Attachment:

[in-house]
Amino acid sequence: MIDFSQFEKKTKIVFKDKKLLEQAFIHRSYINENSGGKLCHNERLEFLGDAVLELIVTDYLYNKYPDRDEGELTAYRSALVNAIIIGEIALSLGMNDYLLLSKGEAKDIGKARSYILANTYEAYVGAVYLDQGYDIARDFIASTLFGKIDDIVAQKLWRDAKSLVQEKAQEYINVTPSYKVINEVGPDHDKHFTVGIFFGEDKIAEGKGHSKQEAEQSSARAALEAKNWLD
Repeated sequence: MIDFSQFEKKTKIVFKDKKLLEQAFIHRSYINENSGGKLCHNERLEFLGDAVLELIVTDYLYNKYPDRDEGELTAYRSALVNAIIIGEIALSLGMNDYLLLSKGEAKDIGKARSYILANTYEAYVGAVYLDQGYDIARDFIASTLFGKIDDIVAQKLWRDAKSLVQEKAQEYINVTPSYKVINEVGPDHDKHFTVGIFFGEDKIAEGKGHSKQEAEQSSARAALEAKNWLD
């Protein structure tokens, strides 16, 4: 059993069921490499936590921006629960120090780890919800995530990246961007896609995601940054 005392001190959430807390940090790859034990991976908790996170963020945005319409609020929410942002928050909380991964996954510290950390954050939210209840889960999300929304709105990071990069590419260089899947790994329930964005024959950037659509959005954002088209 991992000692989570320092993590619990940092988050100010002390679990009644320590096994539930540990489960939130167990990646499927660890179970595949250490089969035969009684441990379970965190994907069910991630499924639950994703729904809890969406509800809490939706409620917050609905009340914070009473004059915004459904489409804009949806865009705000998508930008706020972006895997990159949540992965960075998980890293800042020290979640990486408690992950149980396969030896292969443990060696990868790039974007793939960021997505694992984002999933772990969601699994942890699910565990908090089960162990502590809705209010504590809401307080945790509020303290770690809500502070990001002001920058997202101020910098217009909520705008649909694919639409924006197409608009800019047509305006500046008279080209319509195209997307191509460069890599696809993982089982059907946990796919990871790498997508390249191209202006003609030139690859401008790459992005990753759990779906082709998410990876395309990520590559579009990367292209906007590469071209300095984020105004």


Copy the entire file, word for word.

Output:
[in-house]
Amino acid sequence: MIDFSQFEKKTKIVFKDKKLLEQAFIHRSYINENSGGKLCHNERLEFLGDAVLELIVTDYLYNKYPDRDEGELTAYRSALVNAIIIGEIALSLGMNDYLLLSKGEAKDIGKARSYILANTYEAYVGAVYLDQGYDIARDFIASTLFGKIDDIVAQKLWRDAKSLVQEKAQEYINVTPSYKVINEVGPDHDKHFTVGIFFGEDKIAEGKGHSKQEAEQSSARAALEAKNWLD
Repeated sequence: MIDFSQFEKKTKIVFKDKKLLEQAFIHRSYINENSGGKLCHNERLEFLGDAVLELIVTDYLYNKYPDRDEGELTAYRSALVNAIIIGEIALSLGMNDYLLLSKGEAKDIGKARSYILANTYEAYVGAVYLDQGYDIARDFIASTLFGKIDDIVAQKLWRDAKSLVQEKAQEYINVTPSYKVINEVGPDHDKHFTVGIFFGEDKIAEGKGHSKQEAEQSSARAALEAKNWLD
């Protein structure tokens, strides 16, 4: 059993069921490499936590921006629960120090780890919800995530990246961007896609995601940054 005392001190959430807390940090790859034990991976908790996170963020945005319409609020929410942002928050909380991964996954510290950390954050939210209840889960999300929304709105990071990069590419260089899947790994329930964005024959950037659509959005954002088209 991992000692989570320092993590619990940092988050100010002390679990009644320590096994539930540990489960939130167990990646499927660890179970595949250490089969035969009684441990379970965190994907069910991630499924639950994703729904809890969406509800809490939706409620917050609905009340914070009473004059915004459904489409804009949806865009705000998508930008706020972006895997990159949540992965960075998980890293800042020290979640990486408690992950149980396969030896292969443990060696990868790039974007793939960021997505694992984002999933772990969601699994942890699910565990908090089960162990502590809705209010504590809401307080945790509020303290770690809500502070990001002001920058997202101020910098217009909520705008649909694919639409924006197409608009800019047509305006500046008279080209319509195209997307191509460069890599696809993982089982059907946990796919990871790498997508390249191209202006003609030139690859401008790459992005990753759990779906082709998410990876395309990520590559579009990367292209906007590469071209300095984020105004």